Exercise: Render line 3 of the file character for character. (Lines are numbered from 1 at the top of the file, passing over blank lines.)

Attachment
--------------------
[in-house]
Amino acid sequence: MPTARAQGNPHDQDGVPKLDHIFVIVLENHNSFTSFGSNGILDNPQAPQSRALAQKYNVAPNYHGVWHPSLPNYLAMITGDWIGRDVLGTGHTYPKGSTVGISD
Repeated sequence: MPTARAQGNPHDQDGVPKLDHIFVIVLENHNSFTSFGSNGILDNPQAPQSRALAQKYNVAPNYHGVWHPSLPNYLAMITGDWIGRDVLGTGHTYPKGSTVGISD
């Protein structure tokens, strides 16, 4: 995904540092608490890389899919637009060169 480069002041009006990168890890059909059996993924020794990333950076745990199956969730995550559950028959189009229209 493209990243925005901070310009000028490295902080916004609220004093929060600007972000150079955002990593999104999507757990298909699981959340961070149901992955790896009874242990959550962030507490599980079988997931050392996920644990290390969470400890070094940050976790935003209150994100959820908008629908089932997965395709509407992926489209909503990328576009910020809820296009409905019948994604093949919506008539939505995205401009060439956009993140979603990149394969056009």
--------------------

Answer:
Repeated sequence: MPTARAQGNPHDQDGVPKLDHIFVIVLENHNSFTSFGSNGILDNPQAPQSRALAQKYNVAPNYHGVWHPSLPNYLAMITGDWIGRDVLGTGHTYPKGSTVGISD